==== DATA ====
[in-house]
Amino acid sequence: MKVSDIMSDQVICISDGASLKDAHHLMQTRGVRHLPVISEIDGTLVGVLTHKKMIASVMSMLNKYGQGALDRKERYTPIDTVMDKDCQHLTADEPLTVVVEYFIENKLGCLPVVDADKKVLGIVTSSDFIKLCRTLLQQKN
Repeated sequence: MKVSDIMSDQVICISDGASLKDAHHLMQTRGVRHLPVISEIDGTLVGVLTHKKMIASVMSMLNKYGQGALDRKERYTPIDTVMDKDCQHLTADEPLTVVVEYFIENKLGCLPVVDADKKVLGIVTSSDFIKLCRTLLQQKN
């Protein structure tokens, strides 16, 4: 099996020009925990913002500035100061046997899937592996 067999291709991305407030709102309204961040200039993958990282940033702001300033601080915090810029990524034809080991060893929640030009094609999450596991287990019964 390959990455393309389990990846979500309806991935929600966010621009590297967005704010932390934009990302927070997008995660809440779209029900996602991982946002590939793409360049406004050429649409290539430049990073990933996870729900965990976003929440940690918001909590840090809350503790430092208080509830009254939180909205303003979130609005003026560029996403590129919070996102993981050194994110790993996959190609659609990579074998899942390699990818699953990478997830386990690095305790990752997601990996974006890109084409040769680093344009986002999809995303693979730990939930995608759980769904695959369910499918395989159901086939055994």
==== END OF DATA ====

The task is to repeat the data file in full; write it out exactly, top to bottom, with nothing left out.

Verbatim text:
[in-house]
Amino acid sequence: MKVSDIMSDQVICISDGASLKDAHHLMQTRGVRHLPVISEIDGTLVGVLTHKKMIASVMSMLNKYGQGALDRKERYTPIDTVMDKDCQHLTADEPLTVVVEYFIENKLGCLPVVDADKKVLGIVTSSDFIKLCRTLLQQKN
Repeated sequence: MKVSDIMSDQVICISDGASLKDAHHLMQTRGVRHLPVISEIDGTLVGVLTHKKMIASVMSMLNKYGQGALDRKERYTPIDTVMDKDCQHLTADEPLTVVVEYFIENKLGCLPVVDADKKVLGIVTSSDFIKLCRTLLQQKN
């Protein structure tokens, strides 16, 4: 099996020009925990913002500035100061046997899937592996 067999291709991305407030709102309204961040200039993958990282940033702001300033601080915090810029990524034809080991060893929640030009094609999450596991287990019964 390959990455393309389990990846979500309806991935929600966010621009590297967005704010932390934009990302927070997008995660809440779209029900996602991982946002590939793409360049406004050429649409290539430049990073990933996870729900965990976003929440940690918001909590840090809350503790430092208080509830009254939180909205303003979130609005003026560029996403590129919070996102993981050194994110790993996959190609659609990579074998899942390699990818699953990478997830386990690095305790990752997601990996974006890109084409040769680093344009986002999809995303693979730990939930995608759980769904695959369910499918395989159901086939055994």